Tuesday, February 20, 2007

Dress fittings and alterations

About a week ago, I tried my wedding dress on for the very first time. I've had the dress for about six months, but when I tried to put it on back then, I discovered my shoulders were just barely too broad to slip it on over my head. Since then, I've lost about 10 pounds, which apparently made the difference.

After trying on the dress, however, I discovered that I apparently have too much of a bust for a 1920s dress. (That's a new thing for me - having too much of a bust.) I decided that I don't want to flatten my chest to fit the 1920s theme, and so I'm having a seamstress make the necessary changes.

The way the dress is constructed, there is a side slit on the left side that snaps closed once you get the dress on. This slit only opens about eight inches along the narrowest part of the waist, instead of going all the way to the armpit, which is why the dress was so tight going over my shoulders. So one of the things the seamstress is doing is opening that slit to the armpit and adding more snaps.

The second thing that she is doing is adding just about an inch of fabric along with the snaps, to give me enough room to wear a bra. There is plenty of extra fabric where the bodice and skirt of the dress meet, so it shouldn't even be obvious that alterations have been made.

The third thing that the seamstress is doing is repairing some rips in the very fragile silk chiffon scallops. She's going to use fabric glue and a few blind stitches here and there, but the chiffon is so fragile that normal sewing would only create more holes, and rip it more. I told her I don't expect it to be perfect - I just want the bad rips, of which there are only a few, fixed so that they don't rip further and do even more damage.

Finally, the seamstress is making adjustments to the belt for me. I want it to sit low on my hips (but not so low that it'll be in danger of falling off). However, for some reason the belt is quite long, which makes me believe it was probably a sash that was tied in the back at one time. In any case, she is going to move the snaps so that it fits me correctly.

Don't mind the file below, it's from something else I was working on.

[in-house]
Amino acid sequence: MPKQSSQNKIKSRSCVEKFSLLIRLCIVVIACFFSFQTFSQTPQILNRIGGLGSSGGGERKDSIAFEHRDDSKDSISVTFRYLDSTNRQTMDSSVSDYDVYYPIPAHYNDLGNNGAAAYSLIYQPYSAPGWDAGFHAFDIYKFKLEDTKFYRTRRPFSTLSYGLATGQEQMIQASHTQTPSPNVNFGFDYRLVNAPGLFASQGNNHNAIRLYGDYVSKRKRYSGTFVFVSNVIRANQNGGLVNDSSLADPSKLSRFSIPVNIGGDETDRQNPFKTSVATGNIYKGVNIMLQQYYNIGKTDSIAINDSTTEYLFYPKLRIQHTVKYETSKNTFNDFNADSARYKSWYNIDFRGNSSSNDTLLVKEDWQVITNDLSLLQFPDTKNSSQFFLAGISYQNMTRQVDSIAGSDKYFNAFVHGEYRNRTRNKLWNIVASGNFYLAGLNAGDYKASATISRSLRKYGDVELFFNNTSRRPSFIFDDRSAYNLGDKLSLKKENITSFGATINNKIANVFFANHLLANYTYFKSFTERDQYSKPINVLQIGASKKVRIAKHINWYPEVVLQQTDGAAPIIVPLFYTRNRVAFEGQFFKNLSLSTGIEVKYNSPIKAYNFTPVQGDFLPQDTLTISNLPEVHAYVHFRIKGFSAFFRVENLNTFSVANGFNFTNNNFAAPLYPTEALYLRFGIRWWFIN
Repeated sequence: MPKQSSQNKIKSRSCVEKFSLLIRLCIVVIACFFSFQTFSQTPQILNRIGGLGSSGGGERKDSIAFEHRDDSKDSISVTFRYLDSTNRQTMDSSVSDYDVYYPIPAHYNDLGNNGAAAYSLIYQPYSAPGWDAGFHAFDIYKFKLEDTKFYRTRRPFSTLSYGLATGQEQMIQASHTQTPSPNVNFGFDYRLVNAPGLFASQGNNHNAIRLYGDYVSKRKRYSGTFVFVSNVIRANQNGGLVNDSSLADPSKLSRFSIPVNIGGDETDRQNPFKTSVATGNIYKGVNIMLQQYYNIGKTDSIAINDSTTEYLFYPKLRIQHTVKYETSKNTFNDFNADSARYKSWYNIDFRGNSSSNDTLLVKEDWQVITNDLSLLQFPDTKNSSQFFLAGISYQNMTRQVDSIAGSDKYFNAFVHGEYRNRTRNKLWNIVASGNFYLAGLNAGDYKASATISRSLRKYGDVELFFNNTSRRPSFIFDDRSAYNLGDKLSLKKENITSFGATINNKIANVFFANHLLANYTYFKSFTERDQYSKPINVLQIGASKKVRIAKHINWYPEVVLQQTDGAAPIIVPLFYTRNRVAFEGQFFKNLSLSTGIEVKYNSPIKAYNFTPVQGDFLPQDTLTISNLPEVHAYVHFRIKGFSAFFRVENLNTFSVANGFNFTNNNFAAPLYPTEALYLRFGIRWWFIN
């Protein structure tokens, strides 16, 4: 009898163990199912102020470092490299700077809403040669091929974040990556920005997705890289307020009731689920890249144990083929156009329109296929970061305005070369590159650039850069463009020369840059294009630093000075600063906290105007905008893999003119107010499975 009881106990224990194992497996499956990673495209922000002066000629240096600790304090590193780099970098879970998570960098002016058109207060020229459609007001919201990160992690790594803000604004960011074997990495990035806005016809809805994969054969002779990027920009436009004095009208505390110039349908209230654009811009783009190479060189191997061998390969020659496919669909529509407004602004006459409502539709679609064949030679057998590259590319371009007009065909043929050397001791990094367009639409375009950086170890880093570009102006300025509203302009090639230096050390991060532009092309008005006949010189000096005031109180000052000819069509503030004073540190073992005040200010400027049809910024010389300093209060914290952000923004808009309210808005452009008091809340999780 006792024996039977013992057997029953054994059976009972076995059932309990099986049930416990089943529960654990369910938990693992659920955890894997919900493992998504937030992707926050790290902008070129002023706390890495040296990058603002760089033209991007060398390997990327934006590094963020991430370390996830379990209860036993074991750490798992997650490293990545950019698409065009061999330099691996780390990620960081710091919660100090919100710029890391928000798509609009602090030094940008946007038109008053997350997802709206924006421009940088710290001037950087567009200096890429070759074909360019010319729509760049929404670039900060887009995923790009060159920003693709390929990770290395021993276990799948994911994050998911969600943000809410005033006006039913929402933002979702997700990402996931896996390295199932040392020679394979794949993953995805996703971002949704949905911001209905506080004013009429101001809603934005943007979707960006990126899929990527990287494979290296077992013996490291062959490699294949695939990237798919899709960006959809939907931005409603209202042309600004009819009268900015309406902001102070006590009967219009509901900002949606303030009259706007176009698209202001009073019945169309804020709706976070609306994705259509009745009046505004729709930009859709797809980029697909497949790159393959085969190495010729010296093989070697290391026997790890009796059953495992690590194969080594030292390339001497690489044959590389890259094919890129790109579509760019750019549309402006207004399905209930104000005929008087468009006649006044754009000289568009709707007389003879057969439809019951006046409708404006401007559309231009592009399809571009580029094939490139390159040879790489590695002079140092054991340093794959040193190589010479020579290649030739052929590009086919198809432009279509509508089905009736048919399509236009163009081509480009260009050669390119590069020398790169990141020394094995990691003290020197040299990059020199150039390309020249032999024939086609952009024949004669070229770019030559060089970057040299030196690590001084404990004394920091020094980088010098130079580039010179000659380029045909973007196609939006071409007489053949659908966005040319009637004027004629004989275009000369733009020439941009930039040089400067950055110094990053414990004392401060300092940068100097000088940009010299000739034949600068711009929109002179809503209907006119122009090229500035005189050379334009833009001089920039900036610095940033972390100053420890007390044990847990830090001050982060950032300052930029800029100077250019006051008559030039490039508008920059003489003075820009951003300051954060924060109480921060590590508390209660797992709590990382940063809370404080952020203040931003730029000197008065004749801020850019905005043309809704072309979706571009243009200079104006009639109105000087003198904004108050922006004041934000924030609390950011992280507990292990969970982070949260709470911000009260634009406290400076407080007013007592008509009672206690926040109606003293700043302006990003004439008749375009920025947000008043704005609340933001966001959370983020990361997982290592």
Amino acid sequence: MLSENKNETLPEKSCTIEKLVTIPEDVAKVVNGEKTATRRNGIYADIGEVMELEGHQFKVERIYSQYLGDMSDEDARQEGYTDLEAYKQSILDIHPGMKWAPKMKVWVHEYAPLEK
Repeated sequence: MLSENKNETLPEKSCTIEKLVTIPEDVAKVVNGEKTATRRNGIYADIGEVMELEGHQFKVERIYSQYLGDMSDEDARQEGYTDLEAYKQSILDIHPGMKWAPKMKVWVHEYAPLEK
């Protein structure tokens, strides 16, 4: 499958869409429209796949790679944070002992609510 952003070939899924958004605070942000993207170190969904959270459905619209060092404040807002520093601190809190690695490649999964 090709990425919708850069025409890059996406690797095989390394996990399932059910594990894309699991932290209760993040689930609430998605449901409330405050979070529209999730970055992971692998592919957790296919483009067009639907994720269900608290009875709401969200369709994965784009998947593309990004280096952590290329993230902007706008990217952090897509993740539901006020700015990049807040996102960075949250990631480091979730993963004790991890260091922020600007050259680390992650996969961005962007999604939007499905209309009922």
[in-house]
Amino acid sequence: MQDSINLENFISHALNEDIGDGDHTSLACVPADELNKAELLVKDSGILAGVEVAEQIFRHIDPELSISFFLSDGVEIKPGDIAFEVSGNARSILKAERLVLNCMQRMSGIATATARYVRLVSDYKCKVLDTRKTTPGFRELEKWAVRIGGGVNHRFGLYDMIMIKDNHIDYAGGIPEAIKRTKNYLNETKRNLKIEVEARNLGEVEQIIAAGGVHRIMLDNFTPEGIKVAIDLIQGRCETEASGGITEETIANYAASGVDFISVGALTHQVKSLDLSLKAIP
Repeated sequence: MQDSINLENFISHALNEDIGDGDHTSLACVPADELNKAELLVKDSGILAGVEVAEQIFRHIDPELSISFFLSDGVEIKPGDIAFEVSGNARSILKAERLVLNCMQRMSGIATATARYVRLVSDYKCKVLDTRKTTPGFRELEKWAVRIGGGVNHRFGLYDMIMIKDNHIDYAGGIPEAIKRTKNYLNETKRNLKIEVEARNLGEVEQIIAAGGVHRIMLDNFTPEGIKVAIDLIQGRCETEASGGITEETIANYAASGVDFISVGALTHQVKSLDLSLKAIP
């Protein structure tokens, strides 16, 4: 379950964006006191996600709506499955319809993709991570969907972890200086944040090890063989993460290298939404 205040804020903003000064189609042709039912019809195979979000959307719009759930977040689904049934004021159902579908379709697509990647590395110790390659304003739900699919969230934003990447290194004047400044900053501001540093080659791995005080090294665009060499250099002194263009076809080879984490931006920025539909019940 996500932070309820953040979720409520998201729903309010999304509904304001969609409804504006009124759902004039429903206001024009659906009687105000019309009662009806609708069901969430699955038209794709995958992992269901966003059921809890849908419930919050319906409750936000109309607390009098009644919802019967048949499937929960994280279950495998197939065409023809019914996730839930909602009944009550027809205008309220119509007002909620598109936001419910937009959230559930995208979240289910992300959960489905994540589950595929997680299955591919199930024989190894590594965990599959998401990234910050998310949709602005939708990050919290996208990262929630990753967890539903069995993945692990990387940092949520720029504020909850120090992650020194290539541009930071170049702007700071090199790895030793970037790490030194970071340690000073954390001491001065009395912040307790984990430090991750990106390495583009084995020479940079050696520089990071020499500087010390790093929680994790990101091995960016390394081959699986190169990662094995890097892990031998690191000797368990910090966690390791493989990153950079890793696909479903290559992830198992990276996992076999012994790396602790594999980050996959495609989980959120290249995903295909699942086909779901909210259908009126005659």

It was so exciting to try the dress on and get measured. It's very flattering to my figure - much more so than a poofy, modern wedding dress would have been.

However, it was also difficult to leave the dress behind when we left. I wish that part wasn't necessary. Even though I had absolute confidence in the seamstress at the time, my mind started up the "what if" scenarios a few hours later. I'll be on pins and needles for the next month or so until I get my dress back.

While we were there, two of my bridesmaids - my sister, who is my maid of honor, and my good friend Laura K. - also were measured for the alterations on their dresses. I am so glad that we went with the bridesmaid dresses we did - they look very flapper-esque, and will complement my gown nicely.

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Sunday, February 11, 2007

Invitations away!

Nearly a week ago, we finally finished and sent off our invitations. Since I'd blogged a lot about our decisions along the way, I wanted to show them off on our blog - with all of the identifying information removed, of course.

I made these myself in Adobe Photoshop. The invitation is from an old (1960s or 1970s) photograph I have of two swans (you get 3 guesses why the swans...):



The reception insert is made using a 1920s painting, "Where There's Smoke There's Fire" by Russell Patterson. I absolutely love the dress and the dainty cigarette holder!



Just after we finished these, another bride-to-be who's planning a 1920s wedding emailed me. She sent me an example of her 1920s-style invitations, and agreed to let me post it on my blog.



Her invitation is admittedly more 1920s-looking than my main invitation (although I think I made up for it with my reception inserts). However, a swan theme in my wedding has always been a certainty, which is of course the reason for the swan photo on the invitations.

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